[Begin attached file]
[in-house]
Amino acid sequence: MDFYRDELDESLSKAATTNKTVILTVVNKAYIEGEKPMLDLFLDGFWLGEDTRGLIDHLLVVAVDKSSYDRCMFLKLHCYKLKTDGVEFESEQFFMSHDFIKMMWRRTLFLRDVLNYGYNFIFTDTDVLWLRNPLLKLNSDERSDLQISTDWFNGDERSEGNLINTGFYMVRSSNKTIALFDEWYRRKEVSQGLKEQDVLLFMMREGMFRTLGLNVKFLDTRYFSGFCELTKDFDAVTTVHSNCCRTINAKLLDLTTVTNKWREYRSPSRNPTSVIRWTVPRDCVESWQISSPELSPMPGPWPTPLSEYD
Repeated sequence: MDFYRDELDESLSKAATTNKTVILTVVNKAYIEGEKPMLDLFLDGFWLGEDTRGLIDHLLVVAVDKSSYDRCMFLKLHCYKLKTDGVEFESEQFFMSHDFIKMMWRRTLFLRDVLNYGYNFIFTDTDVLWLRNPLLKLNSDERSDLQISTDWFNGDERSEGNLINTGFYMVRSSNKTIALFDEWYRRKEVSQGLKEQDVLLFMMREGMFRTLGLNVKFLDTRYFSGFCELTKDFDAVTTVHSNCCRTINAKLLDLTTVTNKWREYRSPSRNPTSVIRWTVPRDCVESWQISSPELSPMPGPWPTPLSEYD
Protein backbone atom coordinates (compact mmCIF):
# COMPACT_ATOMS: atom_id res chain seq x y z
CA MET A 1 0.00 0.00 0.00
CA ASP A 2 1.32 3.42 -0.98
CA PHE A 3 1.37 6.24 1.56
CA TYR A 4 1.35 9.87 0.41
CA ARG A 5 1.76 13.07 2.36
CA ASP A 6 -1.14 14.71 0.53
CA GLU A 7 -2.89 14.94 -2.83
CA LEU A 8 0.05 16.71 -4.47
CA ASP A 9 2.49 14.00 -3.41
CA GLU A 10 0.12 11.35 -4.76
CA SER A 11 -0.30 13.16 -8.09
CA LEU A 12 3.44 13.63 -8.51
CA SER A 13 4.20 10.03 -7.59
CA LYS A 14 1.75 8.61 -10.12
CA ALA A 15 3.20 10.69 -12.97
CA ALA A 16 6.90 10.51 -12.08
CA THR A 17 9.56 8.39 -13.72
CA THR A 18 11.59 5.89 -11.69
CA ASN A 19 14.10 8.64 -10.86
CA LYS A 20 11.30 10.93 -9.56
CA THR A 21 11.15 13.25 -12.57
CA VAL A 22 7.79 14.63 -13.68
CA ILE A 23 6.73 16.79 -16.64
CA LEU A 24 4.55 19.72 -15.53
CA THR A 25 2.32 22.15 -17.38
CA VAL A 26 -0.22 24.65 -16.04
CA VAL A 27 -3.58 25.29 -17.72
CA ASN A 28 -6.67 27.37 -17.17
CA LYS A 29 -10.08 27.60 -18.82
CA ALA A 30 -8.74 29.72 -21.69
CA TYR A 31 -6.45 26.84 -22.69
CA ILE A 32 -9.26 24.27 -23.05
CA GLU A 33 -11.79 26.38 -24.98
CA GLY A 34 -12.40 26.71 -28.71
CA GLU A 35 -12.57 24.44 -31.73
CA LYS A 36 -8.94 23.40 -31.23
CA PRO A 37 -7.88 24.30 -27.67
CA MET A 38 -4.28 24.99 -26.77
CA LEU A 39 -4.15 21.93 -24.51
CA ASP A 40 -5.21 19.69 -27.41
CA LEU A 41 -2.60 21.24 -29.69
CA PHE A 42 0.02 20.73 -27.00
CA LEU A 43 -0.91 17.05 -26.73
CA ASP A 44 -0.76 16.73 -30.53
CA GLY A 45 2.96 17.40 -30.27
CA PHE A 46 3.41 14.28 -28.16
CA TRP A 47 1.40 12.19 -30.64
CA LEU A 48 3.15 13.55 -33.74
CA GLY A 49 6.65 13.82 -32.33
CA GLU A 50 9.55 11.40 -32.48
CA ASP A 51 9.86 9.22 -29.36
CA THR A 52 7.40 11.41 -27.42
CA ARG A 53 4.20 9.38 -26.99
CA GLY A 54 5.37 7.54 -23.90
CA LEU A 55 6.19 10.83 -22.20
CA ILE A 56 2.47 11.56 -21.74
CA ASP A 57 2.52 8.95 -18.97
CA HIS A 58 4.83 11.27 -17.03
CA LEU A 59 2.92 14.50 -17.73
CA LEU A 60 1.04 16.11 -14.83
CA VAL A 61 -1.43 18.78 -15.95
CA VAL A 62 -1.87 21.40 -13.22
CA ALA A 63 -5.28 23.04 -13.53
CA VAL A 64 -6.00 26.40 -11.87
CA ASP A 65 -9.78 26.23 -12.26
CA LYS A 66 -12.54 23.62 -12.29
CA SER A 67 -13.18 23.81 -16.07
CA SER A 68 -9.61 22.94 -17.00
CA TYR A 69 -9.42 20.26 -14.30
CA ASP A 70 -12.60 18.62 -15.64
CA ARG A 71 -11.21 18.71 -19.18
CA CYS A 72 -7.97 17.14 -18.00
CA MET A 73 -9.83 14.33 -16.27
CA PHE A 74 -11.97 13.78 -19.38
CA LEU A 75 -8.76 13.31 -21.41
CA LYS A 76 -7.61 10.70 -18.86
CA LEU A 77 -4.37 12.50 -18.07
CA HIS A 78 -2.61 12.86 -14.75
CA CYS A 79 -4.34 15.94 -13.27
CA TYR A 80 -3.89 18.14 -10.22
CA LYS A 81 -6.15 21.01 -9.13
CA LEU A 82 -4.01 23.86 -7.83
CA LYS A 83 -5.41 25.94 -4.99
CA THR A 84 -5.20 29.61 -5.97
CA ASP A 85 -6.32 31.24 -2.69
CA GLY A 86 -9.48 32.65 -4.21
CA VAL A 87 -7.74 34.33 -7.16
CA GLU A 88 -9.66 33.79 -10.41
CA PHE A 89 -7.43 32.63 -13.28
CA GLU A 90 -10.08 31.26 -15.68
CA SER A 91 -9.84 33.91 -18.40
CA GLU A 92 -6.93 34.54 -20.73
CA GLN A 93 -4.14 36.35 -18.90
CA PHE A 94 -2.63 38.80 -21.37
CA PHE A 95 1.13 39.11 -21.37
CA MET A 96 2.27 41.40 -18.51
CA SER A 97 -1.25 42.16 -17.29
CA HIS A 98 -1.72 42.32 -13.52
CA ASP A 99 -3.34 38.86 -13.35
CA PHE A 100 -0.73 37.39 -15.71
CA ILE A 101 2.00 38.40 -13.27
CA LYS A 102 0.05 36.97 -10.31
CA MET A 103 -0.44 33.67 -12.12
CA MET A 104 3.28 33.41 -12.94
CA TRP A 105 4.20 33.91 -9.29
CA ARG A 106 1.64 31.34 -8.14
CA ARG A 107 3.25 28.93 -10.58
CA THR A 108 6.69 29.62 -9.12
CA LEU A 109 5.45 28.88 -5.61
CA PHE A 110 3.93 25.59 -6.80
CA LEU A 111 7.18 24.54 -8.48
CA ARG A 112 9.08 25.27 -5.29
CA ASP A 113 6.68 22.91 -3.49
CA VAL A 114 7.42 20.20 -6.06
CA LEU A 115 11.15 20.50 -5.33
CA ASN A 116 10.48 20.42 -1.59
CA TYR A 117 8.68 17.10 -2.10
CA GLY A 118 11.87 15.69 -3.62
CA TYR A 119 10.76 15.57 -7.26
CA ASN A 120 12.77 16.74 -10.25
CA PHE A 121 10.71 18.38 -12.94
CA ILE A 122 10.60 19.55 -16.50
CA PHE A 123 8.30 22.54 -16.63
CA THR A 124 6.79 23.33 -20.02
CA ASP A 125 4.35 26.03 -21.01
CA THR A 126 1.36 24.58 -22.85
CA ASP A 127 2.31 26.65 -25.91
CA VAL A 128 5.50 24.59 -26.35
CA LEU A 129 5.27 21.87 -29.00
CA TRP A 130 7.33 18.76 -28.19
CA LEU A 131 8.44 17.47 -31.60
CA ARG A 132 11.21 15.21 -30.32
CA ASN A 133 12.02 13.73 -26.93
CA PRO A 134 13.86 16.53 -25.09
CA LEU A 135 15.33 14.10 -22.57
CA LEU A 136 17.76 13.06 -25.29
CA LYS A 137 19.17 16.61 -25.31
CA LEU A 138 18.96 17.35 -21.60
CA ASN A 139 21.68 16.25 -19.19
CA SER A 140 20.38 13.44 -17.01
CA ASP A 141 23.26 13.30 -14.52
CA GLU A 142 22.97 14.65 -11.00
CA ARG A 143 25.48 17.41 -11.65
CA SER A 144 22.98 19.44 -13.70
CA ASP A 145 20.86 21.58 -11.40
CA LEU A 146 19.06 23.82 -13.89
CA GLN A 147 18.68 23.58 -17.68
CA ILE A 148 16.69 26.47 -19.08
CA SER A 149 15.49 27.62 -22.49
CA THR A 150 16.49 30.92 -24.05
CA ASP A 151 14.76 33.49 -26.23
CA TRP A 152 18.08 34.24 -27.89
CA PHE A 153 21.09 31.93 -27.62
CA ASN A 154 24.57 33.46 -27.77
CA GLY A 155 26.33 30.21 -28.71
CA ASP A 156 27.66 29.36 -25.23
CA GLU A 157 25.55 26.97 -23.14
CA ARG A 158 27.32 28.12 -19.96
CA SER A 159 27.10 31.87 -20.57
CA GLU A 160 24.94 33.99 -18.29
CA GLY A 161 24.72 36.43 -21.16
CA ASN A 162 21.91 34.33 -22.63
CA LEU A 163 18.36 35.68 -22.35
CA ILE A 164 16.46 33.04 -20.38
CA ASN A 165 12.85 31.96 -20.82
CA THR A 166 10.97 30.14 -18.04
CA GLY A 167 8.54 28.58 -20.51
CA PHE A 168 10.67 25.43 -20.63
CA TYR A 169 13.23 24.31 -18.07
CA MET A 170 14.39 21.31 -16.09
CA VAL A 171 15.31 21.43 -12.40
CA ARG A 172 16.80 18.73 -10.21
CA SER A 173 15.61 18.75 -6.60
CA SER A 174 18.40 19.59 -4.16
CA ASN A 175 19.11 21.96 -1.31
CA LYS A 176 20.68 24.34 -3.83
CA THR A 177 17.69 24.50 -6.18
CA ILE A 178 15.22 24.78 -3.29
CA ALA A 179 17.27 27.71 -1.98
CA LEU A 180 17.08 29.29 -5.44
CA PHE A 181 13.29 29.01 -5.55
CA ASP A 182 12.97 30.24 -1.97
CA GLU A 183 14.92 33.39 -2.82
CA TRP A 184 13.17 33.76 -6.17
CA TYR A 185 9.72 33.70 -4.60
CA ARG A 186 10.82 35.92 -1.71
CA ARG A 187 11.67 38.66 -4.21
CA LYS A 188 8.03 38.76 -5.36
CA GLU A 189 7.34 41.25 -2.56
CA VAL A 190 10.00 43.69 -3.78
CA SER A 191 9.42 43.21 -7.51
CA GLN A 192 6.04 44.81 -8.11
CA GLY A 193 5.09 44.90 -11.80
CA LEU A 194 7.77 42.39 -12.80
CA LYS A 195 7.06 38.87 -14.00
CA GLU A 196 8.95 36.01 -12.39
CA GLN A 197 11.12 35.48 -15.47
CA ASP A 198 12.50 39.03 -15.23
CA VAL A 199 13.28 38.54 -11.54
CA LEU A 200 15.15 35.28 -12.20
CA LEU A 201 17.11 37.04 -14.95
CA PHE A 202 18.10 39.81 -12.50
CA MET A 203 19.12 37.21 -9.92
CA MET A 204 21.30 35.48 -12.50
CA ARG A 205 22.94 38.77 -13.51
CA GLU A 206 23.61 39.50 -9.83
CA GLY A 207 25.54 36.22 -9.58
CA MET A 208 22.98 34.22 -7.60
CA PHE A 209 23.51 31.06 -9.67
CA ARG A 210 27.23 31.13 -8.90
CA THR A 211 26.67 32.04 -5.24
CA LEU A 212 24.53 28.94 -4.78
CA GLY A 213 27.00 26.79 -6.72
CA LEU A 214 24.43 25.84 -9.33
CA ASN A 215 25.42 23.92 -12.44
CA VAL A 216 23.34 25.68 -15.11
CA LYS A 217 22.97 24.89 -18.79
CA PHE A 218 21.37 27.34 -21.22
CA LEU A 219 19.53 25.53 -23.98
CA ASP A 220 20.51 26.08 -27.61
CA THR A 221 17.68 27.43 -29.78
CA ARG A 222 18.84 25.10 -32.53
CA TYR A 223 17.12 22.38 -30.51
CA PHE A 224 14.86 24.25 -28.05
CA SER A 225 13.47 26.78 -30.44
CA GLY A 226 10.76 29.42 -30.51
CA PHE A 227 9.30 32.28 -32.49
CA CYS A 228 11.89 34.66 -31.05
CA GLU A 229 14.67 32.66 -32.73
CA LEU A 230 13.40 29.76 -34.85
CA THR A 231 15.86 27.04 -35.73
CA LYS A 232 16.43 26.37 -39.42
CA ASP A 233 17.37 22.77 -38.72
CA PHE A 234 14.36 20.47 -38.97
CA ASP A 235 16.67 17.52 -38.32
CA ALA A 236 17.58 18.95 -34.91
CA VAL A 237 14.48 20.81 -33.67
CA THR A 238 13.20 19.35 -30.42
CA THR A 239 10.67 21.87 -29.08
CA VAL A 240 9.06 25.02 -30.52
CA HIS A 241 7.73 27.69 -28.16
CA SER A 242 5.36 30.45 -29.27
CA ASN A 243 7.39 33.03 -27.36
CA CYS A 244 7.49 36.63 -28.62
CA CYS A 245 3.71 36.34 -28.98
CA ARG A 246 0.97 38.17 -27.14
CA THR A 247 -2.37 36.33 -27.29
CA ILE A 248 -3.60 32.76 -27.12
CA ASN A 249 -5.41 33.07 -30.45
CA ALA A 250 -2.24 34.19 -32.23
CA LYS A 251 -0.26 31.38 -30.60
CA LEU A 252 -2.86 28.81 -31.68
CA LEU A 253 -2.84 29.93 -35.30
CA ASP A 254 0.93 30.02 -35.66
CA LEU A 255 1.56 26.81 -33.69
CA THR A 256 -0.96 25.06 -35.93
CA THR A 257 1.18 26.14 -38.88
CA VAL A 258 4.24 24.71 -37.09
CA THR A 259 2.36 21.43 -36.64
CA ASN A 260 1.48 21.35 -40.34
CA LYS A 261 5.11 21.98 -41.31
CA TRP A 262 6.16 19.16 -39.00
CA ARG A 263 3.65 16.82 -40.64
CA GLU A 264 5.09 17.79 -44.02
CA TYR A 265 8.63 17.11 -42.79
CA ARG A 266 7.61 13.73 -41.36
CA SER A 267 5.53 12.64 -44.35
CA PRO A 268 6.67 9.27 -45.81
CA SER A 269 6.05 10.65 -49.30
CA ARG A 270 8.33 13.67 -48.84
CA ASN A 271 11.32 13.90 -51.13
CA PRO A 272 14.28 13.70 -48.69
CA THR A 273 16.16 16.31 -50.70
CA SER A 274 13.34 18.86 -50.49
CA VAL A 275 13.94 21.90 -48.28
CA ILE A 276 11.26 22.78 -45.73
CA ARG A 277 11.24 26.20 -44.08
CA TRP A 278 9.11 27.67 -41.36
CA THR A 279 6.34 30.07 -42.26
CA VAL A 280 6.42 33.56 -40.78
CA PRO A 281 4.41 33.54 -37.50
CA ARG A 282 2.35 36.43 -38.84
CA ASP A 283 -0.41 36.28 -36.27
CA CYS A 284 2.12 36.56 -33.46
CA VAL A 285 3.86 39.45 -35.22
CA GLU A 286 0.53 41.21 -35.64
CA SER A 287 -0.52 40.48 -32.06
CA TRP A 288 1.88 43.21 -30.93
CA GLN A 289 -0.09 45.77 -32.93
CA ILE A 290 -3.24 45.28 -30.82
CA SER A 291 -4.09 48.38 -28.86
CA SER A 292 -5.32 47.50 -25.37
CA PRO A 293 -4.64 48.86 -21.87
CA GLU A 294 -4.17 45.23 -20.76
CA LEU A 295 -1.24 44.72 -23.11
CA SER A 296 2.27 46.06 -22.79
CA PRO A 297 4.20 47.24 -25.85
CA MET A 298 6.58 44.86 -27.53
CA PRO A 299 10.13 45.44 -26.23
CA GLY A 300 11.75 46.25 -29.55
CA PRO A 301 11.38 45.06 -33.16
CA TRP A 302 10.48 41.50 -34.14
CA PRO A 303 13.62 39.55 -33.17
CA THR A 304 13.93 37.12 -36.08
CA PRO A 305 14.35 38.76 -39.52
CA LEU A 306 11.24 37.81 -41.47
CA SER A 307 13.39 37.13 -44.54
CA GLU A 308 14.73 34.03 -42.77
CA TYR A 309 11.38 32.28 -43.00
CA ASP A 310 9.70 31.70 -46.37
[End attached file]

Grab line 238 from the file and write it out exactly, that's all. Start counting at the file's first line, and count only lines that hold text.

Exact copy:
CA ASP A 233 17.37 22.77 -38.72